ἐλαῖαι: this is usually held to be corrupt, but no emendation is at all satisfactory; the conjectures, apart from their graphical eccentricity, err in endeavouring to introduce a person or persons (Demeter or the nymphs). But the categories “ἀθάνατοι” and “θνητοὶ ἄνθρωποι” are exhaustive, with the exception specified in 24. Any title of Demeter is peculiarly out of place: she heard the second and louder cry 38, 39, which sets her in motion. The reading of M “ἐλαῖαι” runs counter to the usual notions of Greek poetical taste. This, however, is no reason for suspecting the text. In late, especially Latin, poetry inanimate nature is often personified (e.g. Verg. Ecl.i. 38Verg. Ecl., x. 13, and many instances given by Forbiger). We have to learn that the idea was earlier than has been supposed. The sense here would be: “neither gods nor men heard her; and the trees were deaf” (J. H. S. xvii. p. 50). The nearest analogies in Greek poetry are Bioni. 31“τὰν Κύπριν αἰαῖ”“ὤρεα πάντα λέγοντι καὶ αἱ δρύες αἰαῖ” “Αδωνιν”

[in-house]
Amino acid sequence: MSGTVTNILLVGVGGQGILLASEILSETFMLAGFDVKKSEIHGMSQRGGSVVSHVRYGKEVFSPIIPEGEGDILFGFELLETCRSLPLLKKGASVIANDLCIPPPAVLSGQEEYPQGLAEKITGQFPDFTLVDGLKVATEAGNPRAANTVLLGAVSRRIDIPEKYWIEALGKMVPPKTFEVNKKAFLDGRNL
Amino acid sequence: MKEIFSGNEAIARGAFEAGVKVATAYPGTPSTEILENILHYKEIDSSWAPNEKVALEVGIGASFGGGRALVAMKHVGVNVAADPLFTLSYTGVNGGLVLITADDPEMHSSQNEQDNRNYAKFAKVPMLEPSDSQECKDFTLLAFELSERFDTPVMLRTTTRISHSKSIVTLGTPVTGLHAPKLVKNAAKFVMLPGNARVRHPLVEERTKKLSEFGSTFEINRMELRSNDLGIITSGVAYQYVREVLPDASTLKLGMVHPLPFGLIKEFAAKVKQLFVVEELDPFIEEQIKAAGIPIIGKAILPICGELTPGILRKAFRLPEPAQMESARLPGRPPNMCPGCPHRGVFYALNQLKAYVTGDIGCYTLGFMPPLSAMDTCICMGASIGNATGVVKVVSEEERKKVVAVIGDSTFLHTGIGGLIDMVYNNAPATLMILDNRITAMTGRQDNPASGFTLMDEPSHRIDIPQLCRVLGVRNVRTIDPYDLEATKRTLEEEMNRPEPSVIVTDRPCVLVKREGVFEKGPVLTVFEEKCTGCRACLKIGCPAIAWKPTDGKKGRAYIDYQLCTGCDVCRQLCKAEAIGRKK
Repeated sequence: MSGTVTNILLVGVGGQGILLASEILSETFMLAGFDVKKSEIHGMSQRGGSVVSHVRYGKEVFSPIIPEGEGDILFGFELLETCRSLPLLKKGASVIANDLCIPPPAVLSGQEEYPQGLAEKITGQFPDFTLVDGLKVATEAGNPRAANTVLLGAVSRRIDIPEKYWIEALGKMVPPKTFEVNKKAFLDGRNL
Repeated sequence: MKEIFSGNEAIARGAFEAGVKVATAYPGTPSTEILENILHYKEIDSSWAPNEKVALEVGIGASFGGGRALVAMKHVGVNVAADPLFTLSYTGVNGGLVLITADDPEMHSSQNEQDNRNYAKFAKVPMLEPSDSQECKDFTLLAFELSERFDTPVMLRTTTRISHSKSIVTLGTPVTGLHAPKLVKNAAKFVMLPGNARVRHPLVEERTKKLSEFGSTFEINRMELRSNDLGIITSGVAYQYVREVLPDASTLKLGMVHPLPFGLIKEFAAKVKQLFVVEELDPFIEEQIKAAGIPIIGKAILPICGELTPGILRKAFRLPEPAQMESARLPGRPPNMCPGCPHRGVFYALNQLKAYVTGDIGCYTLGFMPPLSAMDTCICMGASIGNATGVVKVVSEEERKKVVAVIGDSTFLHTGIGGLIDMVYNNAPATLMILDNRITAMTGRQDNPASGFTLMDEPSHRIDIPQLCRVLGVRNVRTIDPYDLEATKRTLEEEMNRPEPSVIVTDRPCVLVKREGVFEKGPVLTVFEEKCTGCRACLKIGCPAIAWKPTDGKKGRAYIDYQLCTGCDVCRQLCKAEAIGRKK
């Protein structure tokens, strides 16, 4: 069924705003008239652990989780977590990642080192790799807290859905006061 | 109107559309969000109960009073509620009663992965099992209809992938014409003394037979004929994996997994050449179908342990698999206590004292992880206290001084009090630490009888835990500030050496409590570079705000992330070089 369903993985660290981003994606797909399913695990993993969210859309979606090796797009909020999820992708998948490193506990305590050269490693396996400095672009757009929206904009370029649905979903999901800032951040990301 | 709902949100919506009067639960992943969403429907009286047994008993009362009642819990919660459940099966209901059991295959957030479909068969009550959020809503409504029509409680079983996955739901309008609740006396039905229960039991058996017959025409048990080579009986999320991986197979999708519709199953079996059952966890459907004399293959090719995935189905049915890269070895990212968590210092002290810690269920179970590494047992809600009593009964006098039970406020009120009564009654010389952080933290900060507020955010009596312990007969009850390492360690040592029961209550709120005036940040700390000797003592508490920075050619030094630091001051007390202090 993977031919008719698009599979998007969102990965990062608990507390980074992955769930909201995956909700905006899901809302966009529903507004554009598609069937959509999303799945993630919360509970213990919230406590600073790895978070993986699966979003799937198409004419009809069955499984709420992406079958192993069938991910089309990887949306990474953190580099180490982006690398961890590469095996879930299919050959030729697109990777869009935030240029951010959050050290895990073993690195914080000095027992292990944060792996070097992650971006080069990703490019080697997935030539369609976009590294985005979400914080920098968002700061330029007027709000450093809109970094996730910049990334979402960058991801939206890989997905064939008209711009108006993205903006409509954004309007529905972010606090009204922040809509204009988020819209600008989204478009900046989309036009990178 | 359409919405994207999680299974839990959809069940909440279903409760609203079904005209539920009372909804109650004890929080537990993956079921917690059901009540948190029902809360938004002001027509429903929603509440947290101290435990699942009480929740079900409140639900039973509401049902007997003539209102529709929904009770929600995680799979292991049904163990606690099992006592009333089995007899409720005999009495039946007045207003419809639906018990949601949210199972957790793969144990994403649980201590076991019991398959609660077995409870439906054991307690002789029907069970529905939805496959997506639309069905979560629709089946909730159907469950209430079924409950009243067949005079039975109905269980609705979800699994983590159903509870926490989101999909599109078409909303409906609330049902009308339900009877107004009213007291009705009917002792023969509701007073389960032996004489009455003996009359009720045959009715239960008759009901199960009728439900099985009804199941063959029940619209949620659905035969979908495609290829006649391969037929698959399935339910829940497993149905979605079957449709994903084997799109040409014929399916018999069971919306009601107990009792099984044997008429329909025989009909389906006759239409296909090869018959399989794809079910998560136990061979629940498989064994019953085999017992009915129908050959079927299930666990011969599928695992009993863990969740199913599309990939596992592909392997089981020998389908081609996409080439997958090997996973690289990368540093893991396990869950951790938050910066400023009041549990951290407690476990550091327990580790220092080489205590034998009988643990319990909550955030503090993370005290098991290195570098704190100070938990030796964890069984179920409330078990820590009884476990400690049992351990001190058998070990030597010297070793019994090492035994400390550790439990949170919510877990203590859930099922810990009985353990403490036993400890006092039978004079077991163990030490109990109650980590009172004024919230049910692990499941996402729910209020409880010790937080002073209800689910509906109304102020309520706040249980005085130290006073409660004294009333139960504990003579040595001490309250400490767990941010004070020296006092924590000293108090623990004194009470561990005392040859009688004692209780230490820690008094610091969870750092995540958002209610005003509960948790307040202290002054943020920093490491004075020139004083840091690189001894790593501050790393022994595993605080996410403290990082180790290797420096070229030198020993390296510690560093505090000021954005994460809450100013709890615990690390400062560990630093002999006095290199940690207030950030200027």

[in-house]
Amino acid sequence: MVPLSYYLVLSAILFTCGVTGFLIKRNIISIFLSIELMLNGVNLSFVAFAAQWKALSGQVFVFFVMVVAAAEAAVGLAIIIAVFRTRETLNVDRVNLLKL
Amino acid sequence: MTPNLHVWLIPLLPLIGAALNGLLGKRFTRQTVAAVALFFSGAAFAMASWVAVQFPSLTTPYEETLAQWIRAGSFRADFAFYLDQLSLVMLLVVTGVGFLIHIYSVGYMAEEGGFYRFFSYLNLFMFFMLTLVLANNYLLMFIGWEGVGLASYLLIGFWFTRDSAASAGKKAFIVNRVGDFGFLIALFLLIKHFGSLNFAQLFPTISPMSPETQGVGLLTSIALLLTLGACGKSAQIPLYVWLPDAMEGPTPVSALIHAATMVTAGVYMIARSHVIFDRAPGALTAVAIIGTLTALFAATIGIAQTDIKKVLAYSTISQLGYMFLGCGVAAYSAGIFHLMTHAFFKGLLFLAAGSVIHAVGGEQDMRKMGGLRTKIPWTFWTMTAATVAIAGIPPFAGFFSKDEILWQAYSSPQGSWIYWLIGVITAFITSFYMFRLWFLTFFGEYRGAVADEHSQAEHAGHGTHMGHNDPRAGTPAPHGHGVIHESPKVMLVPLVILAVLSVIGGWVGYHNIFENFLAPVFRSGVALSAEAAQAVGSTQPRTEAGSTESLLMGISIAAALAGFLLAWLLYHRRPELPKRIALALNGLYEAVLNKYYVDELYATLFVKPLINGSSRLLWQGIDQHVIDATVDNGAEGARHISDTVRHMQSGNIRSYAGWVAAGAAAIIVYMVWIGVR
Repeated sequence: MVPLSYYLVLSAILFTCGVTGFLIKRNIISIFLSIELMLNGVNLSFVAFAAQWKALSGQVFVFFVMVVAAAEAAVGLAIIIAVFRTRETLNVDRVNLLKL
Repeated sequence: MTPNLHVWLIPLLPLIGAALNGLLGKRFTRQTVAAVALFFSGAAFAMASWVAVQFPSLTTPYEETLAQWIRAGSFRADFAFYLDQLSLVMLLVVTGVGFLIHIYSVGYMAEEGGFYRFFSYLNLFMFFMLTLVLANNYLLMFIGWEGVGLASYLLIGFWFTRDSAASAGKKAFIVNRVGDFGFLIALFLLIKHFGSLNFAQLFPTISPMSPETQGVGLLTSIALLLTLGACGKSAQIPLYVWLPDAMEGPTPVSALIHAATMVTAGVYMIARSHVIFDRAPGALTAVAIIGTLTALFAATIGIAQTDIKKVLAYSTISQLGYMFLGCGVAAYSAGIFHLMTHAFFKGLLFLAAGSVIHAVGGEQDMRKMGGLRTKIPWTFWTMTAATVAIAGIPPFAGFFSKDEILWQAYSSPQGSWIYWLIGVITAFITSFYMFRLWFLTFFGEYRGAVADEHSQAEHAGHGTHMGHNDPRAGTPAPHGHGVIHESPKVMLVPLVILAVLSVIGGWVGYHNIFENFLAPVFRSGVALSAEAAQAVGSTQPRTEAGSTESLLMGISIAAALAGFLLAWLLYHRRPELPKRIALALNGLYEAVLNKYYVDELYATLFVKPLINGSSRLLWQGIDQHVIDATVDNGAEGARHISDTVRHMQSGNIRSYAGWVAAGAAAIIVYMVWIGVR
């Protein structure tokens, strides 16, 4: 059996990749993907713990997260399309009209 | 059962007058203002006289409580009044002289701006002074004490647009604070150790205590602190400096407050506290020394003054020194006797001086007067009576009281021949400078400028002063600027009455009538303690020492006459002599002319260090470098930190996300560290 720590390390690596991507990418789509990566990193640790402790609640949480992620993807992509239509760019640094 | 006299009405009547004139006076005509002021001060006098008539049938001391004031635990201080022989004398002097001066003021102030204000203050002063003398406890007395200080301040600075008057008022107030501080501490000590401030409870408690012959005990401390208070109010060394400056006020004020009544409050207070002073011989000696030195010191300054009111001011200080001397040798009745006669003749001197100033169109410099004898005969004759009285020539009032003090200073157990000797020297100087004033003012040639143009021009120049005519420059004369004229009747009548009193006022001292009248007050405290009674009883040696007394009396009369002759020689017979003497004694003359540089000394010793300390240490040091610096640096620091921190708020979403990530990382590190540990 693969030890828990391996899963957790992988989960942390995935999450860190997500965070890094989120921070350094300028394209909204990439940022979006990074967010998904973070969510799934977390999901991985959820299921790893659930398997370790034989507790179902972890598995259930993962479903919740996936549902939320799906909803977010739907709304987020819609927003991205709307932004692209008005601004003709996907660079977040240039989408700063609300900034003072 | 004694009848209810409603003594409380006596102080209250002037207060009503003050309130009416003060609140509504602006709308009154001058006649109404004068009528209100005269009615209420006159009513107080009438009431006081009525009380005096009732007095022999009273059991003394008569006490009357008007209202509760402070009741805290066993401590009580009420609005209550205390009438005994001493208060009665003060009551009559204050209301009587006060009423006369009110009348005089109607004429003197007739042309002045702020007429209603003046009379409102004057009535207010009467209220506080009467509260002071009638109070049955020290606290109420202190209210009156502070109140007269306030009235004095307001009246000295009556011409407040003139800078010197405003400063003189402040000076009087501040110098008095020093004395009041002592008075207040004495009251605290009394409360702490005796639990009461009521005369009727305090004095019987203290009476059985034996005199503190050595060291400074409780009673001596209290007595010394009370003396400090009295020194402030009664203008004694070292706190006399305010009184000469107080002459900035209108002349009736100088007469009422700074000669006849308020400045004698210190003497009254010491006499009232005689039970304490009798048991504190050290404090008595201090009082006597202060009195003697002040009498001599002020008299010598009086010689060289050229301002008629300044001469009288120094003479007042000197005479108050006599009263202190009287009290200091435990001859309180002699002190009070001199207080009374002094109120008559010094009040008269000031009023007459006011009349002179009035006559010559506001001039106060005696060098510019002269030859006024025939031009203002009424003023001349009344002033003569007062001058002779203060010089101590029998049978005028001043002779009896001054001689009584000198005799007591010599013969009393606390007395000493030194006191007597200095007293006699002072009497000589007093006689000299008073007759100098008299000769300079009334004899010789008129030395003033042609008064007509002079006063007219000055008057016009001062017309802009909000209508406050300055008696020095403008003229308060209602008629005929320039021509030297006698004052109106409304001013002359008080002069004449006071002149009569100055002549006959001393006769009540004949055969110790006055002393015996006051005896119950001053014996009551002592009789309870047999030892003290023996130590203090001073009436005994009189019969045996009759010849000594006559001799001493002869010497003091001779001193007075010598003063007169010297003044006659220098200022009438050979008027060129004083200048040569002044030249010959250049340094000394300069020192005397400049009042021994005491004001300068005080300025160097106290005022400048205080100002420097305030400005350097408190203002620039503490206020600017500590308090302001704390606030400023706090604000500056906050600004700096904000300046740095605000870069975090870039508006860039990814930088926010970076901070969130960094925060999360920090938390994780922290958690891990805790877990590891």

“καὶ ποταμοὶ κλαίουσι τὰ πένθεα τᾶς Ἀφροδίτας” and Theocr. vi. 74. So even in prose, Lycurgus 150 “νομίζοντες οὖν ὦ Ἀθηναῖοι ἱκετεύειν ὑμῶν τὴν χώραν καὶ τὰ δένδρα, δεῖσθαι τοὺς λιμένας”. If this view is thought untenable, we are thrown back on Ilgen's “Ἕλειαι” or “Marsh-nymphs” (= “νύμφαι ἑλειονόμοι” Apoll. Arg. 2.821, 3. 1219). In favour of this, it may be noted that the Nymphs form a class apart from gods and men; cf. h. Aphr. 259. But, as Tyrrell notes, “νύμφαι” seems absolutely required; cf. Theocr. v. 17 “τὰς λιμνάδας Νύμφας”.